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On my 2014 T&C, when I insert the oil dipstick into the transmission filler tube, the dipstick bottoms out at the bottom of the transmission pan. (After sitting overnight, the level appears to be right about at the crook of the oil dipstick, when the outside temperature is about 40 degrees F.)

The dipstick that one can purchase and use according to this procedure cited above (62TE Transmission - Caravan's without Dipstick Refill - Bob Is The Oil Guy) appears to have a stop on it, such that it "bottoms out" at the top of the filler tube. (Note: this bobistheoilguy procedure is for a specific transmission, so for other transmissions the measurements in the chart are likely going to vary). From a quick look at the procedure, it looks to me like the special tool measures the true depth of the fluid in the transmission oil pan.
The dipstick does NOT bottom out at the bottom of the pan.

The dipstick does NOT have a stop that bottoms out on the top of the fill tube (but I did see on another forum where someone modified a dipstick to do that.)

The dipstick DOES bottom out on a stop at the end of the fill tube.

Here is a picture from when I change the fluid and filter:
 

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All I need are the three measurements I mentioned previously. I will then mark them on my dip stick as well as record them. Transmission fluid operates within a safety range, it doesn't have to be "up to a full mark". Ballparkish works.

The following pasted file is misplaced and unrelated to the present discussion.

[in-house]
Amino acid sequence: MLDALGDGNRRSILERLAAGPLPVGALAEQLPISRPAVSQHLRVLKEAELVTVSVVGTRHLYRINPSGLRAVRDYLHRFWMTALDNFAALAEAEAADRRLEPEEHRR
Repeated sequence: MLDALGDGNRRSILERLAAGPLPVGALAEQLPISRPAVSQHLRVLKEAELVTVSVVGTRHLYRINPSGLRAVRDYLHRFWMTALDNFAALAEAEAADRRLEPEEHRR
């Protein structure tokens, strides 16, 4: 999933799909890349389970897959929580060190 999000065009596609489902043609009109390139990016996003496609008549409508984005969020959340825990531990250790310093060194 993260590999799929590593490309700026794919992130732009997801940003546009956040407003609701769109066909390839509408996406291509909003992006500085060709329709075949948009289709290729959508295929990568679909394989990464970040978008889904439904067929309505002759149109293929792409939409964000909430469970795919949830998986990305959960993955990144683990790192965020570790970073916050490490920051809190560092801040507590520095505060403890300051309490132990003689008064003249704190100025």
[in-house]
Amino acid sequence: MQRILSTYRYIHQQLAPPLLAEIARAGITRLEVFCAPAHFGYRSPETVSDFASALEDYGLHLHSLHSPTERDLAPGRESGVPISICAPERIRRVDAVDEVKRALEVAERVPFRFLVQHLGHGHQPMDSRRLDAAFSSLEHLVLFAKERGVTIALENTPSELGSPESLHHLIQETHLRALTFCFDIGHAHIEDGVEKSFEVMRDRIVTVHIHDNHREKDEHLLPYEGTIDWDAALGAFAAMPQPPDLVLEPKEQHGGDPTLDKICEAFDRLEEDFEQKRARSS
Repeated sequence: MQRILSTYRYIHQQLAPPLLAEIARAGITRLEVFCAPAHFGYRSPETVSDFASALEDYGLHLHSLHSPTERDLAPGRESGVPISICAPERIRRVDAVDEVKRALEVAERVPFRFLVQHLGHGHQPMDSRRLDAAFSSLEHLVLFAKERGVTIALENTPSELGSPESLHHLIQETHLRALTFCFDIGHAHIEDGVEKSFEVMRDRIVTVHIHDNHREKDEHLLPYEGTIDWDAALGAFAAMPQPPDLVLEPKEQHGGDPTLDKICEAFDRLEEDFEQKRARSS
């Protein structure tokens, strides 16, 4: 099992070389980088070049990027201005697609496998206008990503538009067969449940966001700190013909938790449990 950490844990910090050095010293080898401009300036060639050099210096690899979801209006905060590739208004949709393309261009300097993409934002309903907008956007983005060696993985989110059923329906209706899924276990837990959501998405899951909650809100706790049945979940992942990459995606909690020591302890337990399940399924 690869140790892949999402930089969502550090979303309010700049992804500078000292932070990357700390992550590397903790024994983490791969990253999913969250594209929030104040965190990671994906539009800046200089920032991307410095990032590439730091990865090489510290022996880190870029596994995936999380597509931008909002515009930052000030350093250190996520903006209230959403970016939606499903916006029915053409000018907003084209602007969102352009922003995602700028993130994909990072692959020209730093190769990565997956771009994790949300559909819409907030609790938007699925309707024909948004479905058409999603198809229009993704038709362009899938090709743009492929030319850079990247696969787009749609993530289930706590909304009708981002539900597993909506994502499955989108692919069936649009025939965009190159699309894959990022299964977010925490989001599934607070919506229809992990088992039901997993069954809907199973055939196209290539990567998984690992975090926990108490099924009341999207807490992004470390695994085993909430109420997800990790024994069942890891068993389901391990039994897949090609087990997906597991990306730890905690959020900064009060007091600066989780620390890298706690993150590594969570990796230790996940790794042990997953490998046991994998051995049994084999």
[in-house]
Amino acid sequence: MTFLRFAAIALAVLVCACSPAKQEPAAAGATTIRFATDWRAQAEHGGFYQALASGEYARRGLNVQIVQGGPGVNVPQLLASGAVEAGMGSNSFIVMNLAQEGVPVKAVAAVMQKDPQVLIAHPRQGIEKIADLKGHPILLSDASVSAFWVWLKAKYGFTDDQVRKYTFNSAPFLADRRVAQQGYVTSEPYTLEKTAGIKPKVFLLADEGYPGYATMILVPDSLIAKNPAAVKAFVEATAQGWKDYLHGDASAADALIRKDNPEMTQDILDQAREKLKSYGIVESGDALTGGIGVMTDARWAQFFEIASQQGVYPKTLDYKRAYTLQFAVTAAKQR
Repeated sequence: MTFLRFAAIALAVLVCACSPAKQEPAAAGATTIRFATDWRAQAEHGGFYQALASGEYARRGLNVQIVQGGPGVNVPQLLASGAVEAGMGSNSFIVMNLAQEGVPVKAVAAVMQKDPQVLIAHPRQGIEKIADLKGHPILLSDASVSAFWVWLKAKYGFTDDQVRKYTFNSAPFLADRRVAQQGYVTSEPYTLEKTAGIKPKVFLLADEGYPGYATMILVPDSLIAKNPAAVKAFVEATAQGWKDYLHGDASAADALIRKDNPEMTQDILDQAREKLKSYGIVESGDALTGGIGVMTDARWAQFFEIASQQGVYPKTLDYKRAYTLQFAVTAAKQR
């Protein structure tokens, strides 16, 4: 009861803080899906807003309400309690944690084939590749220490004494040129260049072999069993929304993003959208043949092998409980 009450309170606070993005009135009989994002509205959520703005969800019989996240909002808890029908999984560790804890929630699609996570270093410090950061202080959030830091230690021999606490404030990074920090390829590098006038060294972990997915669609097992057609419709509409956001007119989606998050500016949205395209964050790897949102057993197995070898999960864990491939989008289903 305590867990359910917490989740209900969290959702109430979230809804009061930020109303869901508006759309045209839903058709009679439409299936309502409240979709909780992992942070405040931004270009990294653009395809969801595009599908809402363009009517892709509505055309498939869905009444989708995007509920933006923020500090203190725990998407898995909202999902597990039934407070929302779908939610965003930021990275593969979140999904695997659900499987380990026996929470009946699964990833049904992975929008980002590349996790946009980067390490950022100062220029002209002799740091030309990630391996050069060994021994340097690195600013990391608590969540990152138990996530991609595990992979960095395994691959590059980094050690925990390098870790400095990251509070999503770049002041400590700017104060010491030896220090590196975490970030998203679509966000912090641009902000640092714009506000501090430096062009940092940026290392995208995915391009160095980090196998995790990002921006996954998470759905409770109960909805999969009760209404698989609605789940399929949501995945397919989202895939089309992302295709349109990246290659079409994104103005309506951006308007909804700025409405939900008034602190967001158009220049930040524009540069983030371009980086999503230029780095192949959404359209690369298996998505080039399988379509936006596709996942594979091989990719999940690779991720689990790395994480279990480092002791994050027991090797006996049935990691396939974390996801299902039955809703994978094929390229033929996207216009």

PS: Just noticed your picture georgef. Very helpful. The dipstick is at quite a slant.
 

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The dipstick does NOT bottom out at the bottom of the pan.

The dipstick does NOT have a stop that bottoms out on the top of the fill tube (but I did see on another forum where someone modified a dipstick to do that.)

The dipstick DOES bottom out on a stop at the end of the fill tube.

Here is a picture from when I change the fluid and filter:
Remember you posted that picture before.

That stopper is a good thing, as it really doesn't matter if you replace the transmission pan for another of different capacity.
 

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Hmm. Well, the tip of my oil dipstick is hitting something, at a consistent depth, when I insert it in the transmission oil filler tube. The handle end of the dipstick has plenty of free length before the ring touches the top of the filler tube.

Which brings things to the main point, which is to be consistent. The measurement method doesn't matter so long as the level, however determined, is returned to close to the factory-fill level under the same conditions. Best to get this marked off before there's a leak!
 

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When are you going to start manufacturing a dipstick with a stopper LEVY? Change the location of the stopper, depending of what transmission one is dealing with. Sounds like a good invention. You could give us all one for Christmas. :)

Did you measure the distance from the end of your dipstick to your mark, to the nearest mm? :)

Oil / transmission dipstick (referenced in a previous Post on this Thread):
 

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Discussion Starter #106 (Edited)
I just measured "right after a cold start" and level is apx 5mm (Five-mm) with engine running

I assume this means I'm low on ATF - correct?

I have two quarts of Valvoline ATF+4 on hand